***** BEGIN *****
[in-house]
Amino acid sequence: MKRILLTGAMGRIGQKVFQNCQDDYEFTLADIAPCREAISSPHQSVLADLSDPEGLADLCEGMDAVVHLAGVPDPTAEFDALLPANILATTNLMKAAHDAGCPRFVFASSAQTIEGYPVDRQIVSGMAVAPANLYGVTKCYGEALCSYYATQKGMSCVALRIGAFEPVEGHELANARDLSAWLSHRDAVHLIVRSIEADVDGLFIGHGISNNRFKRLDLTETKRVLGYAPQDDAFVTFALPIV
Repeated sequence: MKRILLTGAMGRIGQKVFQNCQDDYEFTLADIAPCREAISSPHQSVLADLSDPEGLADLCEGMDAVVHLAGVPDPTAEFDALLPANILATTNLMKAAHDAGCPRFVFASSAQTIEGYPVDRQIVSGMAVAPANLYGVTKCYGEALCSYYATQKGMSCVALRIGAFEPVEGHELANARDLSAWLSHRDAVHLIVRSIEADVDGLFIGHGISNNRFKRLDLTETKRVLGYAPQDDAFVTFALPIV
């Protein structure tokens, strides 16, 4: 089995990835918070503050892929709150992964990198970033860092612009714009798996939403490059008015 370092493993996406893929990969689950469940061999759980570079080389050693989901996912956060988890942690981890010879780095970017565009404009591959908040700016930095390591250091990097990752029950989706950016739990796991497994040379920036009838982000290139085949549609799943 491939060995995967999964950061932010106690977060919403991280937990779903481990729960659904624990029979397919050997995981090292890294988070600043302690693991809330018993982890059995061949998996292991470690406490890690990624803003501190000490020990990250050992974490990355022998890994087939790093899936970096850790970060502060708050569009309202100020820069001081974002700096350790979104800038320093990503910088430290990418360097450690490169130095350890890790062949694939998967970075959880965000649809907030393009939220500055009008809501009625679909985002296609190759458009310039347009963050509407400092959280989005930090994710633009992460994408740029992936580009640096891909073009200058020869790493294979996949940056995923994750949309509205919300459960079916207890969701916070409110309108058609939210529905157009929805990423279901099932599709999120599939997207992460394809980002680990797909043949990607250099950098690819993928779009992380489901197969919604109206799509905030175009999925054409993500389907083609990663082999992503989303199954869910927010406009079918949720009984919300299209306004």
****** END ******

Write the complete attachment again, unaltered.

[in-house]
Amino acid sequence: MKRILLTGAMGRIGQKVFQNCQDDYEFTLADIAPCREAISSPHQSVLADLSDPEGLADLCEGMDAVVHLAGVPDPTAEFDALLPANILATTNLMKAAHDAGCPRFVFASSAQTIEGYPVDRQIVSGMAVAPANLYGVTKCYGEALCSYYATQKGMSCVALRIGAFEPVEGHELANARDLSAWLSHRDAVHLIVRSIEADVDGLFIGHGISNNRFKRLDLTETKRVLGYAPQDDAFVTFALPIV
Repeated sequence: MKRILLTGAMGRIGQKVFQNCQDDYEFTLADIAPCREAISSPHQSVLADLSDPEGLADLCEGMDAVVHLAGVPDPTAEFDALLPANILATTNLMKAAHDAGCPRFVFASSAQTIEGYPVDRQIVSGMAVAPANLYGVTKCYGEALCSYYATQKGMSCVALRIGAFEPVEGHELANARDLSAWLSHRDAVHLIVRSIEADVDGLFIGHGISNNRFKRLDLTETKRVLGYAPQDDAFVTFALPIV
């Protein structure tokens, strides 16, 4: 089995990835918070503050892929709150992964990198970033860092612009714009798996939403490059008015 370092493993996406893929990969689950469940061999759980570079080389050693989901996912956060988890942690981890010879780095970017565009404009591959908040700016930095390591250091990097990752029950989706950016739990796991497994040379920036009838982000290139085949549609799943 491939060995995967999964950061932010106690977060919403991280937990779903481990729960659904624990029979397919050997995981090292890294988070600043302690693991809330018993982890059995061949998996292991470690406490890690990624803003501190000490020990990250050992974490990355022998890994087939790093899936970096850790970060502060708050569009309202100020820069001081974002700096350790979104800038320093990503910088430290990418360097450690490169130095350890890790062949694939998967970075959880965000649809907030393009939220500055009008809501009625679909985002296609190759458009310039347009963050509407400092959280989005930090994710633009992460994408740029992936580009640096891909073009200058020869790493294979996949940056995923994750949309509205919300459960079916207890969701916070409110309108058609939210529905157009929805990423279901099932599709999120599939997207992460394809980002680990797909043949990607250099950098690819993928779009992380489901197969919604109206799509905030175009999925054409993500389907083609990663082999992503989303199954869910927010406009079918949720009984919300299209306004």